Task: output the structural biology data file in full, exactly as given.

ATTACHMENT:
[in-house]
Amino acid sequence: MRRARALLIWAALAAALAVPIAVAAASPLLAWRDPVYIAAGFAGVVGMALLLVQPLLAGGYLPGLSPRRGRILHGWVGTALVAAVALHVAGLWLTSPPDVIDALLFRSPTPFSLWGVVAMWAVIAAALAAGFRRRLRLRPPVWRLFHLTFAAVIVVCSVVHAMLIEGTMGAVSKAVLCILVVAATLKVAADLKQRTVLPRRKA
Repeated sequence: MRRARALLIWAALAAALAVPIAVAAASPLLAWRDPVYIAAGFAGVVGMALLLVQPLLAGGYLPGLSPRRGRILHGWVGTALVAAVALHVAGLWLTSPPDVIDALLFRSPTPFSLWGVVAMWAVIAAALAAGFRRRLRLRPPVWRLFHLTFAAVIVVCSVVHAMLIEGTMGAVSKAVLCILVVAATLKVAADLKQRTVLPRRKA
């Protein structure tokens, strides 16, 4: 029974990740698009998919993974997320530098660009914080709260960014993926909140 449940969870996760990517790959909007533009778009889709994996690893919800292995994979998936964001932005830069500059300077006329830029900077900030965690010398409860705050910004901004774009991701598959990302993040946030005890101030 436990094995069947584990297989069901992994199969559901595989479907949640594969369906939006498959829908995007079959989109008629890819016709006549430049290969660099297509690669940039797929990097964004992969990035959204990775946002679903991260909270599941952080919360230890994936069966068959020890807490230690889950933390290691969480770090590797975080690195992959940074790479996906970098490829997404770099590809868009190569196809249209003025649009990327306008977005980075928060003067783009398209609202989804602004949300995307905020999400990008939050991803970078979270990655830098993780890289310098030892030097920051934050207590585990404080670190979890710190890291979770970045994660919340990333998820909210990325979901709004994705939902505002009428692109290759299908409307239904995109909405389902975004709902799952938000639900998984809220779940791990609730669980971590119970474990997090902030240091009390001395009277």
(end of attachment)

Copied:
[in-house]
Amino acid sequence: MRRARALLIWAALAAALAVPIAVAAASPLLAWRDPVYIAAGFAGVVGMALLLVQPLLAGGYLPGLSPRRGRILHGWVGTALVAAVALHVAGLWLTSPPDVIDALLFRSPTPFSLWGVVAMWAVIAAALAAGFRRRLRLRPPVWRLFHLTFAAVIVVCSVVHAMLIEGTMGAVSKAVLCILVVAATLKVAADLKQRTVLPRRKA
Repeated sequence: MRRARALLIWAALAAALAVPIAVAAASPLLAWRDPVYIAAGFAGVVGMALLLVQPLLAGGYLPGLSPRRGRILHGWVGTALVAAVALHVAGLWLTSPPDVIDALLFRSPTPFSLWGVVAMWAVIAAALAAGFRRRLRLRPPVWRLFHLTFAAVIVVCSVVHAMLIEGTMGAVSKAVLCILVVAATLKVAADLKQRTVLPRRKA
């Protein structure tokens, strides 16, 4: 029974990740698009998919993974997320530098660009914080709260960014993926909140 449940969870996760990517790959909007533009778009889709994996690893919800292995994979998936964001932005830069500059300077006329830029900077900030965690010398409860705050910004901004774009991701598959990302993040946030005890101030 436990094995069947584990297989069901992994199969559901595989479907949640594969369906939006498959829908995007079959989109008629890819016709006549430049290969660099297509690669940039797929990097964004992969990035959204990775946002679903991260909270599941952080919360230890994936069966068959020890807490230690889950933390290691969480770090590797975080690195992959940074790479996906970098490829997404770099590809868009190569196809249209003025649009990327306008977005980075928060003067783009398209609202989804602004949300995307905020999400990008939050991803970078979270990655830098993780890289310098030892030097920051934050207590585990404080670190979890710190890291979770970045994660919340990333998820909210990325979901709004994705939902505002009428692109290759299908409307239904995109909405389902975004709902799952938000639900998984809220779940791990609730669980971590119970474990997090902030240091009390001395009277």